To achieve a uniform and equiaxed microstructure, every work-piece should see the same amount of heat for the same amount of time and cool at the same rate. This critical step requires a great amount of precision, and where precision reroll partners excel. With batch annealing, this is not always easy or possible, so it is essential to at least wait until the entire workpiece is at temperature before counting the soak time. A longer soak time and/or a higher temperature will result in a coarser grain structure / softer material and vice versa.
How does the grain structure affect forming?
If grain size and strength are related, and the strength is already known, why bother counting grains, right?
All destructive tests have variability. Tensile testing, especially at lower thicknesses, is heavily dependent on sample preparation. Premature fractures can result in tensile strength results that are not representative of the actual material properties. If the properties are not uniform throughout the workpiece, taking a tensile coupon from one edge might not tell the whole story. Sample preparation and testing can also be time-consuming. How many tests in how many directions is it feasible to perform for a given product? Evaluating the grain structure is extra insurance against surprises.
Beyond strength, isotropy/anisotropy can be better understood via the grain structure. Anisotropy refers to the directionality of mechanical properties. A uniform and equiaxed grain structure should be isotropic, meaning it has the same properties in every direction. Isotropy is vital in deep drawing processes where concentricity is critical. When a blank is drawn into a die, anisotropic material will not flow uniformly, resulting in a defect called earing, where the upper section of the cup develops a wavy profile. Inspecting the grain structure can reveal where the non-uniformities are in the workpiece and help diagnose the root cause.
Proper annealing is essential in achieving isotropy, but it is also important to understand the deformation level before annealing. As the material is plastically deformed, the grains will begin to distort. In the case of cold rolling, where thickness is converted to length, the grains will elongate in the rolling direction. As the aspect ratio of the grains change, so will the isotropy and bulk mechanical properties. In the case of a severely deformed workpiece, some of the directionally may be retained even after annealing, resulting in anisotropy. For deep-drawn materials, it is sometimes necessary to limit the amount of deformation prior to final annealing in order to avoid earing.
Earing is also not the only grain-related deep drawing defect. Orange peel can occur when drawing raw material with grains that are too coarse. Each grain deforms independently and as a function of its crystallographic orientation. Differences in deformation between neighboring grains result in a textured appearance that someone thought looked like an orange peel. The texture is the grain structure revealing itself on the surface of the cup wall. Like pixels in a television screen, each individual grain's differences will be less apparent with a finer grain structure, effectively increasing the resolution. When it comes to avoiding orange peel, specifying mechanical properties alone may not be enough to ensure a fine enough grain size.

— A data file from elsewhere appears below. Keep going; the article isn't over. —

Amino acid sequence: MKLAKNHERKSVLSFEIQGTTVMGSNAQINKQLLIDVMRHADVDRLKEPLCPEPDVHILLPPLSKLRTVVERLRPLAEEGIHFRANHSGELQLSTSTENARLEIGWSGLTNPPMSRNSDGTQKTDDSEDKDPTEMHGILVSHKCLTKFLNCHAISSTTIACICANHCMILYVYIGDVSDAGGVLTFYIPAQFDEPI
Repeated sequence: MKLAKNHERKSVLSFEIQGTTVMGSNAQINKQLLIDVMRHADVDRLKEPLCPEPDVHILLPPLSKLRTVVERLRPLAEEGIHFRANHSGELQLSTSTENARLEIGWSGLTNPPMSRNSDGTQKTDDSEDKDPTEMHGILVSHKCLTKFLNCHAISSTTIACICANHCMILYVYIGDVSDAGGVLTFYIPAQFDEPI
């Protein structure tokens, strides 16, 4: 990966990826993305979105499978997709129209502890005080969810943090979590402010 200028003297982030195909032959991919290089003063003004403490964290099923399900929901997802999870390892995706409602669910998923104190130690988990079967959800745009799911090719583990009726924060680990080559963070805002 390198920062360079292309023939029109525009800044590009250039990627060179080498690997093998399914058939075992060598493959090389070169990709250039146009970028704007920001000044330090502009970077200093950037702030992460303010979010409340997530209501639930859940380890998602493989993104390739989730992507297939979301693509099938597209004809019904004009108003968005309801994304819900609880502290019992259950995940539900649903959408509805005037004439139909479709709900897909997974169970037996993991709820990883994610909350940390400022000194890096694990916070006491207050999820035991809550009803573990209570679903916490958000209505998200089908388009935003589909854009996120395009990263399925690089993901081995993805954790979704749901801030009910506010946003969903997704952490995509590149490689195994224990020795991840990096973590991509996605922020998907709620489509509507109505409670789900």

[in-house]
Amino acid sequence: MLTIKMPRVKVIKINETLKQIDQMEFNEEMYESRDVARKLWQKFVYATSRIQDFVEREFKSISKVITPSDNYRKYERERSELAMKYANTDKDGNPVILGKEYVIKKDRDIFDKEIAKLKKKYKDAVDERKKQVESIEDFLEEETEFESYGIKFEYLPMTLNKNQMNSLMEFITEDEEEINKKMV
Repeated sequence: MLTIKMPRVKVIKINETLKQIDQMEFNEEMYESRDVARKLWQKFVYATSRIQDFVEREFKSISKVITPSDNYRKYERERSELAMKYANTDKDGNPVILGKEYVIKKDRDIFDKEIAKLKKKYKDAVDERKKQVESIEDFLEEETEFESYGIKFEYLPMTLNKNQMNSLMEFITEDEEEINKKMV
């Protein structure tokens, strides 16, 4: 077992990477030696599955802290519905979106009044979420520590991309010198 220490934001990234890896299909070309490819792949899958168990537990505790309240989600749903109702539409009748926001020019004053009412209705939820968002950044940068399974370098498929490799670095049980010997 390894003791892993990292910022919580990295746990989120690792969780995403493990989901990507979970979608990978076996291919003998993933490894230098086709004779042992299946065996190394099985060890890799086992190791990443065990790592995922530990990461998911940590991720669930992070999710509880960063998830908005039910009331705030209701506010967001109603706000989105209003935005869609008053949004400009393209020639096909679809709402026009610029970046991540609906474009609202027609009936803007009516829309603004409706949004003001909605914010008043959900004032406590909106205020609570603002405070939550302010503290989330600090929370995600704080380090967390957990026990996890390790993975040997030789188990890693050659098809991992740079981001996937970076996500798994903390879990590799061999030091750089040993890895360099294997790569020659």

To expound upon the orange peel effect, when the change in dimensions of a workpiece is less than ten times the grain diameter, the properties of individual grains will drive forming behavior. As evidenced by the visual orange peel effect on the wall of a drawn cup, instead of deformation being averaged over many grains, it will reflect each grain's specific size and orientation. For an ASTM grain size of 8, the average grain diameter is 885 µin, meaning any reduction in thickness of .00885" or less may be influenced by this "micro-forming effect." This is also one of the reasons why the tensile and yield strength results of thinner tensile specimens decrease with decreasing thickness and increasing grain size.
While coarse grains can cause problems for deep drawing, they are sometimes recommended for coining. Coining is a deformation process where a blank is compressed to impart the desired surface topography, such as George Washington's profile on a quarter. Unlike drawing, coining does not usually involve much bulk material flow and requires a great deal of force, which may only plastically deform the surface of the blank. For this reason, minimizing the flow stress at the surface by using a coarser grain structure can help mitigate the force needed for proper die filling. This is especially applicable in open die coining, where dislocations on surface grains are allowed to flow freely instead of accumulating at grain boundaries.
The importance of engineer-to-engineer communication between metal formers and material suppliers
Deep draw manufacturers and precision metal stampers who produce metal parts would be well served to partner with metallurgists at a precision reroller with high level technical capabilities. Reroll partners with these capabilities can help producers of stamped parts optimize their material down to the grain level.
A strip or foil manufacturer with technical capabilities has the materials knowledge and expertise required to measure and control a wide range of subtle variables that can positively impact a stamped parts’ production and ultimate quality.
Critical to manufacturing success of precision parts is two-way, engineer-to-engineer collaboration, especially when applied to new product development. When the metallurgy and engineering experts on both sides of the supplier-manufacturer relationship integrate into a single team, it can have transformative effects on finished parts. Ulbrich’s team of engineers and metallurgists are deeply experienced in producing metal for stampers to some of the tightest tolerances and material characteristics in the industry. Working together, especially when it comes to grain, we can help your business overcome some of your most difficult metal challenges.
The trends discussed above are generalizations that may not apply to any specific part formed from flat sheet or strip metal. However, they do highlight the benefits of measuring and standardizing raw material grain size while designing a new part to avoid common pitfalls and optimize forming parameters. Reach out to an engineer today to discuss the requirements and specifications you’re working with on your next project.